Background The chimeric anti-CD20 monoclonal antibody rituximab is effective in steroid-dependent and calcineurin inhibitor–dependent forms of nephrotic syndrome, but many patients relapse at 1 year. Because ofatumumab, a fully human anti-CD20 monoclonal antibody, has a more extended binding site and higher affinity to CD20 compared with rituximab, it might offer superior efficacy in these patients. Methods We designed a single-center randomized clinical trial to compare the long-term efficacy of ofatumumab versus rituximab in children and young adults with nephrotic syndrome maintained in remission with prednisone and calcineurin inhibitors. We randomized 140 children and young adults (aged 2–24 years) to receive intravenous ofatumumab (1.50 mg/1.73 m2) or rituximab (375 mg/m2). After infusions, oral drugs were tapered and withdrawn within 60 days. The primary outcome was relapse at 1 year, which was analyzed following the intent-to-treat principle. The secondary endpoint was relapse within 24 months from infusion, on the basis of urine dipstick and confirmed by a urine protein-to-creatinine ratio <200. Results At 12 months, 37 of 70 (53%) participants who received ofatumumab experienced relapse versus 36 of 70 (51%) who received rituximab (odds ratio [OR], 1.06; 95% confidence interval [95% CI], 0.55 to 2.06). At 24 months, 53 of 70 (76%) participants who received ofatumumab experienced relapse, versus 46 of 70 (66%) who received rituximab (OR, 1.6; 95% CI, 0.8 to 3.3). The two groups exhibited comparable B cell subpopulation reconstitution and did not differ in adverse events. Conclusions A single dose of ofatumumab was not superior to a single dose of rituximab in maintaining remission in children with steroid-dependent and calcineurin inhibitor–dependent nephrotic syndrome.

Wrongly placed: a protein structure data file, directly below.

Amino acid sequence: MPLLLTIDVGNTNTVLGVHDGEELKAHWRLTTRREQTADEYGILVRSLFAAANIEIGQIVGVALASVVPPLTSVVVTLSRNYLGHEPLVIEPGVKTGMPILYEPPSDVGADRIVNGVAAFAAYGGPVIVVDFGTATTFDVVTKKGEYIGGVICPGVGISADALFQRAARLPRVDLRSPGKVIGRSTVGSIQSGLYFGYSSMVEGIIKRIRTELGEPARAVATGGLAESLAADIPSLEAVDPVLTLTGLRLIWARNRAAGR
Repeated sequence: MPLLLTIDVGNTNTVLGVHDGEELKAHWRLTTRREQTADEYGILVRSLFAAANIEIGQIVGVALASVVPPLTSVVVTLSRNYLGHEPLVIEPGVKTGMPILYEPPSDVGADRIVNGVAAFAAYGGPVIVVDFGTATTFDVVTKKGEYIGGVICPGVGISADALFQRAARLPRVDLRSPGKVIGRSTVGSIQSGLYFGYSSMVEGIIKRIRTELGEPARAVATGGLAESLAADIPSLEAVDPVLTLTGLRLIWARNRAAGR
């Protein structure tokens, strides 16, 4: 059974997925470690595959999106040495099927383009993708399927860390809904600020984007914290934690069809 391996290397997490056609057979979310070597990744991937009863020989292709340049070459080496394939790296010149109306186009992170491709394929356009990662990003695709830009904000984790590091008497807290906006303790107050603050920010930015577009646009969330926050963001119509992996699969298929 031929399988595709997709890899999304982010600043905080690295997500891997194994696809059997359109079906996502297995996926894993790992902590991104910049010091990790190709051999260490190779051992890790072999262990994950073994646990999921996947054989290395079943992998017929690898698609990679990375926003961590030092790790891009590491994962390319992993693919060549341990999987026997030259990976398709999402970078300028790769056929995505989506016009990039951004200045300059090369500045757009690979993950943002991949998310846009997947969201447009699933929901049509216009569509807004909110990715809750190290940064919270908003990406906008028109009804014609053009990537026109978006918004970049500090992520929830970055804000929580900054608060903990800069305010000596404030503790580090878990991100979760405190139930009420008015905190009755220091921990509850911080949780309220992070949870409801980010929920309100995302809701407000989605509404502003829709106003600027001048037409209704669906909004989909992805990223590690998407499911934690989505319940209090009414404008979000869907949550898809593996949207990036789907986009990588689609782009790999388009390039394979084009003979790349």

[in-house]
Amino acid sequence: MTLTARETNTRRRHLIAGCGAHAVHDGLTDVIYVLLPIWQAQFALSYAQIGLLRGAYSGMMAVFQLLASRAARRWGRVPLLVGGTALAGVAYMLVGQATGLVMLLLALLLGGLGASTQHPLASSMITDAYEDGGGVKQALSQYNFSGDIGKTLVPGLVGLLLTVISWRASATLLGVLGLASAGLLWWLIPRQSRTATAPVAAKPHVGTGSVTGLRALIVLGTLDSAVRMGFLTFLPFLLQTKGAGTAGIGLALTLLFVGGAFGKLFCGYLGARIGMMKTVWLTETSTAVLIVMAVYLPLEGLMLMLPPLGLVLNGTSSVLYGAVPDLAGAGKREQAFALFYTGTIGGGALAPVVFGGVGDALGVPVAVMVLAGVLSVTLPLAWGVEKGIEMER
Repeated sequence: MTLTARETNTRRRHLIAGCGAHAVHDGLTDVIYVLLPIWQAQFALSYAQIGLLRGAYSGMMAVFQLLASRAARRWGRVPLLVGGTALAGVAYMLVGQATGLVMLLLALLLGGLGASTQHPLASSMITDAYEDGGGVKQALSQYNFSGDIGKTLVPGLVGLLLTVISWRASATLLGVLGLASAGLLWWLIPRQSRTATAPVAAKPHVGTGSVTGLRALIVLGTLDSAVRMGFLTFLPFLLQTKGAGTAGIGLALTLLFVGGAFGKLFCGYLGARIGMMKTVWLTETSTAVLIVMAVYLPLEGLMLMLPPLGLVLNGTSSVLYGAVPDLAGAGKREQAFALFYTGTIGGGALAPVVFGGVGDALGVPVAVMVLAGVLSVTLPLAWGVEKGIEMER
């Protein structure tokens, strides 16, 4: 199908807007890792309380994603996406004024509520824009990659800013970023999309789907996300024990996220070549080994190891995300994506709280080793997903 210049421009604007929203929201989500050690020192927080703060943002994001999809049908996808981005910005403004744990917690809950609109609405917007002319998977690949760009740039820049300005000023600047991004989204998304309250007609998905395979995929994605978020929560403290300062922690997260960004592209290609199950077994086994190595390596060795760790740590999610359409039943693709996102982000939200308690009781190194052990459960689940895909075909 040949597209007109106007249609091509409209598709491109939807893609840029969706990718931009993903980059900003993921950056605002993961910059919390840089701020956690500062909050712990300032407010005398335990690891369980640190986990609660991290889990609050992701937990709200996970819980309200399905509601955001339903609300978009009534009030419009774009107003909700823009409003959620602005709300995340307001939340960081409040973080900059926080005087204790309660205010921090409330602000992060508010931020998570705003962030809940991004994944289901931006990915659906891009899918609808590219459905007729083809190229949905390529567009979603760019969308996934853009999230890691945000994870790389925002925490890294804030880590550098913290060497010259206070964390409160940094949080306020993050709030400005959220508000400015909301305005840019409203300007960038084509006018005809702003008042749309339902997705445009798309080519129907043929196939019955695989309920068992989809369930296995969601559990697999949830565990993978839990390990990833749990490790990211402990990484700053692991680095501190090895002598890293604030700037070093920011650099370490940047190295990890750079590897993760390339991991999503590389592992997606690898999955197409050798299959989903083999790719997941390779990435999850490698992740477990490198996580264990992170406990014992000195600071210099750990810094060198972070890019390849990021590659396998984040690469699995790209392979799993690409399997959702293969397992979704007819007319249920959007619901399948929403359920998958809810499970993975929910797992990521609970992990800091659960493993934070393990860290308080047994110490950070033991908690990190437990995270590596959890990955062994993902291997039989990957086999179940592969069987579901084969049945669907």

|Number of pages||12|
|Journal||Journal of the American Society of Nephrology : JASN|
|State||Published - Oct 2021|